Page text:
Quick word about progress tracking

Do note that tracking progress is relative to the entire video length and not the actual time or percentage you’ve been watching the video.

So if you configure the trigger to fire at 25%, 50%, and 75%, it will fire those events when the user reaches the respective marks in the video timeline even if they haven’t watched continuously from the beginning. Thus, if you start playing a video and jump straight to the 25% mark, the event will fire even though you only just started watching.

The same applies to the time thresholds.

You can leverage the Video Elapsed Time variable to see how long the user has been continuously watching the video since the last pause. Using the time and percentage thresholds only tells you if the user reached a specific milestone in the video, not necessarily if they actually watched all the way to that point. It’s a small but potentially significant difference.

Putting it all together

Since there are so many combinations of events you can collect with the YouTube Video trigger, I’ll show a fairly generic way of measuring start, pause, percentage progress and complete events with just one Universal Analytics Event tag. The tag looks like this:

The trigger that fires this tag looks like this:

And the Custom JavaScript Variable named {{JS - Get video action}} looks like this:

function() {
  var status = {{Video Status}};
  switch (status) {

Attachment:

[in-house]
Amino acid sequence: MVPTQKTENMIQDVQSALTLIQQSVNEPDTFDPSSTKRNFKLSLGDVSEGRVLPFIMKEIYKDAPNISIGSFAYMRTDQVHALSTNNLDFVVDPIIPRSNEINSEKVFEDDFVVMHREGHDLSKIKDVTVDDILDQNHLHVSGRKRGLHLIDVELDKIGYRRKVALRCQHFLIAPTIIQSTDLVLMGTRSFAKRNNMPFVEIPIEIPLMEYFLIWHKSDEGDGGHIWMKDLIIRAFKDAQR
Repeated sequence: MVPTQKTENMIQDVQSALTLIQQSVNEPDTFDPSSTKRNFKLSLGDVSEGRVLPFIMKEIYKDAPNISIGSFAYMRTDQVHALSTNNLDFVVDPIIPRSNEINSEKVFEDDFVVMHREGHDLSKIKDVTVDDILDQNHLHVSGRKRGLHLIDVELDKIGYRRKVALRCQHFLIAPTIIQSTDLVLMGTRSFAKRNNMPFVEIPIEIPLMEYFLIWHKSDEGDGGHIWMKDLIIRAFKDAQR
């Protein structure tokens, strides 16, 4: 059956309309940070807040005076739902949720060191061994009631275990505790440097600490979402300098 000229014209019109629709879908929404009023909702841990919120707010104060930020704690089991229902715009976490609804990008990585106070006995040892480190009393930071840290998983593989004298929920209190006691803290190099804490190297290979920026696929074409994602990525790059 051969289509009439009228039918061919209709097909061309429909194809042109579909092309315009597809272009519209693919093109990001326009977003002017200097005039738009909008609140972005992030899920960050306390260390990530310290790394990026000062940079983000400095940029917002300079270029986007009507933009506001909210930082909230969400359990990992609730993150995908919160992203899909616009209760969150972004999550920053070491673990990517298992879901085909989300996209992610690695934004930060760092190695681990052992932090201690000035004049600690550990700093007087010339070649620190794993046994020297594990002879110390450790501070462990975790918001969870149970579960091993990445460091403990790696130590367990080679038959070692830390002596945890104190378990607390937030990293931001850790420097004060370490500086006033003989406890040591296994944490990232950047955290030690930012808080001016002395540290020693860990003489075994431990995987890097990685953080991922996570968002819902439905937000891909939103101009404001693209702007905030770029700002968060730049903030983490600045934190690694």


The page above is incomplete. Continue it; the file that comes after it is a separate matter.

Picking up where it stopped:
case 'start':
      return 'Start playing';
    case 'pause':
      return 'Pause';
    case 'buffering':
      return 'Buffering';
    case 'progress':
      return 'Reached ' + {{Video Percent}} + '%';
    case 'complete':
      return 'Reached the end';
  }
}

This translates the default parameter values of the video object in dataLayer to a more readable format. Thus we can use the same Event tag for all video events.

Track lazy-loaded / dynamically inserted videos

If your videos load during the initial page load, then everything is smooth sailing for you. By checking the Add JavaScript API support to all videos option, GTM will take care of initializing the videos so that they can be tracked by the trigger. This option also downloads the required API library for you (see below).

However, more and more sites are performance-wary these days, and they defer loading any embedded content until the user has intimated that they want to watch the video. You can read about the technical implications here.

Luckily, the YouTube Video trigger does support tracking videos that are loaded and embedded after the initial page load. The only thing you need to do is make sure that when a video is first loaded, the page loads the YouTube API library:

<script src="https://www.youtube.com/iframe_api">

So if your site does lazy-load or otherwise dynamically load videos (e.g. if it’s a single-page app), make sure that the library above is loaded before the first video is added to the site.

Again, if the video is present during the initial page load, you don’t have to worry about this. The Add JavaScript API support to all videos takes care of loading this library for you.

Summary

I’m quite happy with the YouTube Video trigger. It does pretty much all I’d expect from the first iteration of the feature. I hope we’ll see support for other video services and players in the future.

There’s not a lot I miss. Mainly, I’d like for there to be a gtm.videoTotalElapsedTime, which would measure how much in total I’ve been watching any given video. The gtm.videoElapsedTime only tells me the elapsed time since the last pause/buffer/seek, but not what the total time watched has been.

What do you think of the YouTube Video trigger? Is it just perfect for your tracking needs, or do you have features in mind you’d want to see in a future release?